The eastern region of The Palm Dawn this Sunday covered in the ash of the volcano in Cumbre Vieja, born a week ago on the west side of the island.

The main roads have been covered fine volcanic dust that travels on the wind for miles. And yet it is the kindest way that many palm trees that are not directly in the affected area have to face the volcano; that and the rumblings that are perceived from the entrails in each eruption.

A week later, living with the volcano begins to acquire a certain flavor of resigned normality. “As long as the other volcano has lived. the Teneguía, I don’t get used to the roar of this one ”, says Jorge González, a resident of El Paso, who confesses that he cannot sleep because of the fear caused by the incessant volcanic noise.

Walking on any given morning through the streets of El Paso before the volcano was to discover a small population of friendly people, alive, with their daily talks. It was seeing the lively group of seniors sitting on the bench next to the hypermarket making jokes and reminiscing about happy times past.

But this weekend, the experience for a local journalist is shrouded in sadness. The bank is empty. The desolation of deserted streets covered in ashes is perceived; there is a dull silence, only broken by the bellows of the volcano.

Few establishments are open and in those that are, the silence is even greater. In the bars and cafes, those here, those on La Palma, hardly speak. There is a certain mourning for those who have lost everything under the lava of the volcano.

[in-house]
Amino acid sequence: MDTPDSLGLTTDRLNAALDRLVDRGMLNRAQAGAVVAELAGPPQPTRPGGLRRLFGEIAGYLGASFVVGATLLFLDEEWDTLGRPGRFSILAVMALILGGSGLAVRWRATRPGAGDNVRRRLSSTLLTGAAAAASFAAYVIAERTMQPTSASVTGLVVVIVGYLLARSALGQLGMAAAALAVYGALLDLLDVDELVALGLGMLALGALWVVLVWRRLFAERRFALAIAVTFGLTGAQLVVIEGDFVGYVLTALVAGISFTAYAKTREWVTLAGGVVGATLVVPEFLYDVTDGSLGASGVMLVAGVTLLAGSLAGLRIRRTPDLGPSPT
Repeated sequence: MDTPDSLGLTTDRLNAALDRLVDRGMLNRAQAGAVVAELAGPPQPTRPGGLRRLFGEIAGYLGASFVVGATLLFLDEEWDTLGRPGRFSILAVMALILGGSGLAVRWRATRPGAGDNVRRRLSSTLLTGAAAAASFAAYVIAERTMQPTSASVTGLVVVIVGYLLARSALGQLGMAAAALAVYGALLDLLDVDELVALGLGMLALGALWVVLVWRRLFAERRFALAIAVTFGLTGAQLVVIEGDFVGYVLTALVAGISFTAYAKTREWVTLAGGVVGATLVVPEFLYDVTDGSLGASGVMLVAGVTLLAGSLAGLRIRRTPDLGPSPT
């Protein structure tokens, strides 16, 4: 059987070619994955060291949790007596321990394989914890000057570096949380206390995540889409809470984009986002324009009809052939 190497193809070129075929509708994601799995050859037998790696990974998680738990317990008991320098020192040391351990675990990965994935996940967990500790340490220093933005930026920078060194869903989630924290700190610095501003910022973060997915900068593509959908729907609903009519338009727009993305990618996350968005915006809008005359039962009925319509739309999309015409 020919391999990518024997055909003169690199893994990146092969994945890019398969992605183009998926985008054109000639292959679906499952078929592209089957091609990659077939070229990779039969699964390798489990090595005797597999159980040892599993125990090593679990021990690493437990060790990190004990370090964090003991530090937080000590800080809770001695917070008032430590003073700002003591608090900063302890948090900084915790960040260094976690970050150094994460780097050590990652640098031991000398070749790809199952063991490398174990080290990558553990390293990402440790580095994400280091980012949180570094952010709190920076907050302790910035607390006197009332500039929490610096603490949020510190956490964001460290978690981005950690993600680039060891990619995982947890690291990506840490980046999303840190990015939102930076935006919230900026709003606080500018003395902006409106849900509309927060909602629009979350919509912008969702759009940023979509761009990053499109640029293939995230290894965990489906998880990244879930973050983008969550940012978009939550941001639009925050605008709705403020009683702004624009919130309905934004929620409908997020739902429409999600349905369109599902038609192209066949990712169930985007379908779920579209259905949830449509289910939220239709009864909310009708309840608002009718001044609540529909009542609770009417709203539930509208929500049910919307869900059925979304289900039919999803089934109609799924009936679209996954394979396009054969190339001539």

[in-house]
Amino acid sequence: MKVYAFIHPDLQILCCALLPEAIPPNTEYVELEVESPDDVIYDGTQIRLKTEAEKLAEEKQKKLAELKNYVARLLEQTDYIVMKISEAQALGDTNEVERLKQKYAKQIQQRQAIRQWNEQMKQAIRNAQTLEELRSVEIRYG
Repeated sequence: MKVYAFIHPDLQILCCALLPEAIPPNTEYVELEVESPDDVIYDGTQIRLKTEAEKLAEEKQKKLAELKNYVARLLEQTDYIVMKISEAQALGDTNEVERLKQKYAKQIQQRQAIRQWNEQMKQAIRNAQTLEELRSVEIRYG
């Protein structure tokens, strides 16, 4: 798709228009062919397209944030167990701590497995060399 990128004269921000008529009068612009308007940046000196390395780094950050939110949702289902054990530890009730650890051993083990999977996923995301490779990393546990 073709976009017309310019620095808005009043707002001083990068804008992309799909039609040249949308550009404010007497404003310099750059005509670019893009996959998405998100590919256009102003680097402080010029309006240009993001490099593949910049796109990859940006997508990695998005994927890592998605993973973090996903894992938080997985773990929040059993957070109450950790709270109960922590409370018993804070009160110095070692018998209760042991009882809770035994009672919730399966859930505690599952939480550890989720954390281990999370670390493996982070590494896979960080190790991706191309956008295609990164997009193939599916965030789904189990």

“They are neighbors, friends, strangers, ultimately palm trees, of ours,” says the waitress of one of the few cafeterias that are open and in which displaced media workers rush to eat something to continue their work. .

Carmen is one of those people who have lost everything. Perhaps it represents those who with the constancy of the strength of the palm trees will continue fighting, because they continue working in their candy store.

Some friends enter the premises, try to cheer her up. His house was buried by lava on the first day of the volcano. Carmen is there, working, full of strength and hope to continue with her new life. When leaving the candy store, there is a humble piggy bank to collect money for the victims.

In the street, three taxi drivers are talking. One of them shows the latest recording of the drone of the Military Emergency Unit on his mobile phone. “He already took her, a little while ago,” he says. “The house, the garden … he buried everything,” repeats Antonio, a taxi driver from El Paso who now lives in a motorhome.

Going through the places of this natural catastrophe is hard for the local journalist, because at every step there are similar stories and they are your neighbors. There are many life projects buried by this harmful and nameless volcano.

“For those who already know the sad future of their farms or homes, there is no consolation or promises that at this time alleviate their pain,” says María, a young woman who together with other friends collaborate as volunteers in the Camilo León Pavilion in Los Llanos de Aridane. “I have seen the disjointed faces of these people, and it is very hard.”

You continue walking along the sidewalks of the city of Llanes, stepping on the ash that the wind has brought that floods everything and that makes you feel so uncomfortable, despite the fact that it is undoubtedly the kindest way to face the volcano.

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